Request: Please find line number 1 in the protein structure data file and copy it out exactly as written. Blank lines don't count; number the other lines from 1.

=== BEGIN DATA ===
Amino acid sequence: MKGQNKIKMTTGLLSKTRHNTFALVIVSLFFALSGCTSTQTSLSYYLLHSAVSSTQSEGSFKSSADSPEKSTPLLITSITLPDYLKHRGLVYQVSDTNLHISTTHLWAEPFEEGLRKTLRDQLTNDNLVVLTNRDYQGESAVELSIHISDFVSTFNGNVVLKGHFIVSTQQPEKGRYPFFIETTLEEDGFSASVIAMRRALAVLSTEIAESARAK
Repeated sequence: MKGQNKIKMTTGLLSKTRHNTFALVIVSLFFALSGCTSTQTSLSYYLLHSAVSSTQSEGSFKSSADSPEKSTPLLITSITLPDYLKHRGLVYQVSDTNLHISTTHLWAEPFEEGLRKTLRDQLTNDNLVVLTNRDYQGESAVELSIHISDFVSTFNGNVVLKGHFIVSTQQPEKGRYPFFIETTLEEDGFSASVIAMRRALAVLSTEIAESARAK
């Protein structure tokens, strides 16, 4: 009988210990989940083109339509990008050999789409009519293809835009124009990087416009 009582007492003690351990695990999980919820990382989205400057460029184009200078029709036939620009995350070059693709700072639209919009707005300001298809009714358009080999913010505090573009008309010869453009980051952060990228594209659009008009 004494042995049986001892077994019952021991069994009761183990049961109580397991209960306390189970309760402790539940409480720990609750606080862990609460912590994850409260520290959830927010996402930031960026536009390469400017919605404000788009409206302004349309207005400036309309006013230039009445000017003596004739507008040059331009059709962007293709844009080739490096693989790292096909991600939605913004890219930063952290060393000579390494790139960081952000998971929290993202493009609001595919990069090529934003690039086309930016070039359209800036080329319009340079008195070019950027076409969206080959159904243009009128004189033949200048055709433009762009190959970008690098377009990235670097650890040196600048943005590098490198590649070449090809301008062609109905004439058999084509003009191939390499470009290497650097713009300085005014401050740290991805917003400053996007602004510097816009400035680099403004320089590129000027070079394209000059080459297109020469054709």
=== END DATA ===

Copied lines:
Amino acid sequence: MKGQNKIKMTTGLLSKTRHNTFALVIVSLFFALSGCTSTQTSLSYYLLHSAVSSTQSEGSFKSSADSPEKSTPLLITSITLPDYLKHRGLVYQVSDTNLHISTTHLWAEPFEEGLRKTLRDQLTNDNLVVLTNRDYQGESAVELSIHISDFVSTFNGNVVLKGHFIVSTQQPEKGRYPFFIETTLEEDGFSASVIAMRRALAVLSTEIAESARAK